– 1 gal whole milk
– 4 heaping tablespoons of starter culture from the previous batch (one tablespoon per quart)

1) Heat milk
Pour milk in pot. Set to mild heat, set temp alarm to 75-77°C (or 170°F).

OK, call me crazy, but I read some weird suggestion to rub a cube of ice at the inside bottom of the pot to avoid scorching. It seems to work. I don’t think it has anything to do with cooling, of course, but I think it has to do with not pouring the milk into a dry pot, the water forming a layer (adhesion?) so the milk isn’t the only thing touching the metal. I don’t know. But it seems to reduce scorching.
heat milk

One other thing that I can’t suggest strongly enough: get a digital thermometer. I got this Polder from Amazon. I like it because it can do °F and °C and it has a temperature alert. As you can see, I use °C for making yogurt (I learned about bacteria only in °C; though I learned beer brewing in °F – crazy, I know). In any case, having the digital thermometer has allowed me to have very good control of the temperature and has facilitated production and improved quality and repeatability.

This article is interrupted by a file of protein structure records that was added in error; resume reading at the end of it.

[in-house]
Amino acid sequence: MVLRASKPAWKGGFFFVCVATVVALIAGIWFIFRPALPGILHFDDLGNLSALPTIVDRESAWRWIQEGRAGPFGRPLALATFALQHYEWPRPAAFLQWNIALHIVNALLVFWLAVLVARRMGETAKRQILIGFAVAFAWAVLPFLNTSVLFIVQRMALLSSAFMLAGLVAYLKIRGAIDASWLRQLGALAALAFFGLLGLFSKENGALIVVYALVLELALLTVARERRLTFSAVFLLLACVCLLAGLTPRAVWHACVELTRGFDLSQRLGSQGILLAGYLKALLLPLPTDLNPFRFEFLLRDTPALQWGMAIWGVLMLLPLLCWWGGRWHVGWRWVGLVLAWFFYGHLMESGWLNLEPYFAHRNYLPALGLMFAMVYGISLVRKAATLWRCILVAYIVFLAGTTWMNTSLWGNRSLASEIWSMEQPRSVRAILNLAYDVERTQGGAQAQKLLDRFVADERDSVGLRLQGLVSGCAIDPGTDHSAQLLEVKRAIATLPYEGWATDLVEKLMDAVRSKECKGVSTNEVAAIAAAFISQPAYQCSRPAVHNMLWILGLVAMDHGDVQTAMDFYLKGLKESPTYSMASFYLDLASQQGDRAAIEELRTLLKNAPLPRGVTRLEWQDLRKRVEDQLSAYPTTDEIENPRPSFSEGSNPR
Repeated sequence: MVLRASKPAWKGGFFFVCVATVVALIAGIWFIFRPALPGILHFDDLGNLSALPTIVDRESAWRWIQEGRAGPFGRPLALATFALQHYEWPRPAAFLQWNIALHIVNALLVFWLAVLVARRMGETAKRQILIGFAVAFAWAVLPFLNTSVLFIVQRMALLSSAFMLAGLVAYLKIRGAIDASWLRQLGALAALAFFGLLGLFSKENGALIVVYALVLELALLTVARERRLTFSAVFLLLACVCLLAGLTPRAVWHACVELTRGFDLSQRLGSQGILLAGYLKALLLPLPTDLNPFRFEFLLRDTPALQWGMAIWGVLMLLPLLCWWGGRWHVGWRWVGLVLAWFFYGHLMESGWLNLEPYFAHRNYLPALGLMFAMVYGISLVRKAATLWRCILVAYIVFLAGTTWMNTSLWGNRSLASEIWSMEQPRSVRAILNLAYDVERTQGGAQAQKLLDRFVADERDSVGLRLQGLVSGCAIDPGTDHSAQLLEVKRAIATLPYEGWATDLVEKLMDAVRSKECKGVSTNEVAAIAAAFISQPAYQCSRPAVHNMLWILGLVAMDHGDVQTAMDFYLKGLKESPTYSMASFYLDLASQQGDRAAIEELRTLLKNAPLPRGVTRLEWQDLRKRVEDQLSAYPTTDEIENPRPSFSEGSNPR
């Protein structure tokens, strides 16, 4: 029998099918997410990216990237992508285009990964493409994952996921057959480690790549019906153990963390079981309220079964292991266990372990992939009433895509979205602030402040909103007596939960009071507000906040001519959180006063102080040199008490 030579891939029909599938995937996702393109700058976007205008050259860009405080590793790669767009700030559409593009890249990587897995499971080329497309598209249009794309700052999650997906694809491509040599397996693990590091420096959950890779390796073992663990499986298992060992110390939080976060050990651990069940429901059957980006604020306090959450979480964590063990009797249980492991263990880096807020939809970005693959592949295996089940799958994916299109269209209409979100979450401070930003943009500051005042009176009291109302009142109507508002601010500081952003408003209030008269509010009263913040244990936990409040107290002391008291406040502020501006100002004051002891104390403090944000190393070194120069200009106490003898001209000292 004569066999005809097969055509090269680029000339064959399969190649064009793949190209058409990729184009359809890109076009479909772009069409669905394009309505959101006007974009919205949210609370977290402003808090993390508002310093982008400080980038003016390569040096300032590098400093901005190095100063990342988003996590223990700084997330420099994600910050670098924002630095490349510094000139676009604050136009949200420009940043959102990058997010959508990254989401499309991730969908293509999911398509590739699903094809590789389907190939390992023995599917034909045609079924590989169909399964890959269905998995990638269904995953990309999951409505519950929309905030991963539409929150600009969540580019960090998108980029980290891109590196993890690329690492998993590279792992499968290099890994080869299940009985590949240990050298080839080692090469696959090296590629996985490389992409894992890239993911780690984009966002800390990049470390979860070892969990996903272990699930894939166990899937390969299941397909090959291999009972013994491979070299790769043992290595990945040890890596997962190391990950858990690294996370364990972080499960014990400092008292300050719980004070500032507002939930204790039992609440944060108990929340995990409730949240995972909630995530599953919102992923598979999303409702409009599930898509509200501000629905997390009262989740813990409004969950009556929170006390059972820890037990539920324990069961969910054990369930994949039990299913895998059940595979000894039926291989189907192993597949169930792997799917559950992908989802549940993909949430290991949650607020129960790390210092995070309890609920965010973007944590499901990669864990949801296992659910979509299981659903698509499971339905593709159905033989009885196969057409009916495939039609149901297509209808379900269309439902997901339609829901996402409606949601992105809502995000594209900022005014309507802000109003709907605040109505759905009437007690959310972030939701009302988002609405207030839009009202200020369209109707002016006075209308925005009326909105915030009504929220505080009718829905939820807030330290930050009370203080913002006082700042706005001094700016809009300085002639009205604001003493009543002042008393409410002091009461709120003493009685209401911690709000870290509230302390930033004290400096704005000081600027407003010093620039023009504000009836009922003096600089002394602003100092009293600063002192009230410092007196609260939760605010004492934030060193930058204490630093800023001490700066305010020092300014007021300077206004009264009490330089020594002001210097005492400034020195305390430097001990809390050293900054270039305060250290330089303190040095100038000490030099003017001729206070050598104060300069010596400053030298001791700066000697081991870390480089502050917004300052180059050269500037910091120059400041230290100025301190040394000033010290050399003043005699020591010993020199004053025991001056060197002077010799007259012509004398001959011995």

I set an alert to 75-77°C so that I don’t forget about the milk and let it boil over.

2) Cool milk
When the temperature of the milk hits 77-80°C (170-175°F) I take it off the heat and let sit until the temp comes down to around 55°C (about 130°F). For a gallon of milk, this usually takes me 20 minutes. I like this slow cooling because (I think) it lets the milk proteins and oligosaccharides slowly loosen up and get intertwined, so you have a well-set yogurt. Indeed, my milk heated and cooled like this usually sets and tastes better than when I boil the milk.

While milk is cooling, I prepare the jars and warm the starter (next steps).

3) Prepare containers
I usually use quart-sized Ball jars. You can also reuse quart-sized plastic commercial yogurt containers. Just make sure the containers were washed in a dishwasher.